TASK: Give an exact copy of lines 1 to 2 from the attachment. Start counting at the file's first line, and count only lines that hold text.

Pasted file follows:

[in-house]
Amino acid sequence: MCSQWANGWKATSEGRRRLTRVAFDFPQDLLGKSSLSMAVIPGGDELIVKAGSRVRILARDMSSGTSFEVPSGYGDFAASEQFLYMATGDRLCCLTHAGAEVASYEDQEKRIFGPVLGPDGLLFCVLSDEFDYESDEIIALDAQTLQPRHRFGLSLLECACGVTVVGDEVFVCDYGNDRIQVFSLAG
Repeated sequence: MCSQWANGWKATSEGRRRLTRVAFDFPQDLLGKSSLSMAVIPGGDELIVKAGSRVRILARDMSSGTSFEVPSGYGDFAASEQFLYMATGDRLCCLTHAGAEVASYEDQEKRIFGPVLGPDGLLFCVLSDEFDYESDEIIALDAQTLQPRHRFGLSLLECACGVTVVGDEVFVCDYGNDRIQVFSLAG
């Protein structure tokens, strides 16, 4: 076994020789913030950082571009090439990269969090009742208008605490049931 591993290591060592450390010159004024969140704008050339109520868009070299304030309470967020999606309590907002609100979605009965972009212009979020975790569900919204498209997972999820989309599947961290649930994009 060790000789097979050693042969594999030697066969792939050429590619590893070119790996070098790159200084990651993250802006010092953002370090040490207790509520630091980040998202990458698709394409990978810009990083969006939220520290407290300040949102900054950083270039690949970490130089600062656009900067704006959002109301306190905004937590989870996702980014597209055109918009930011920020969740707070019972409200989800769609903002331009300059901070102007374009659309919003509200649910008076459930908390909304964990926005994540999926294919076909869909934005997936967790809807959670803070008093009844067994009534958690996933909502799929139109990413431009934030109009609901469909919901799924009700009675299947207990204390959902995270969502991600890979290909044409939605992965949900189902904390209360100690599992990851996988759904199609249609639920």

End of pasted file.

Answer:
[in-house]
Amino acid sequence: MCSQWANGWKATSEGRRRLTRVAFDFPQDLLGKSSLSMAVIPGGDELIVKAGSRVRILARDMSSGTSFEVPSGYGDFAASEQFLYMATGDRLCCLTHAGAEVASYEDQEKRIFGPVLGPDGLLFCVLSDEFDYESDEIIALDAQTLQPRHRFGLSLLECACGVTVVGDEVFVCDYGNDRIQVFSLAG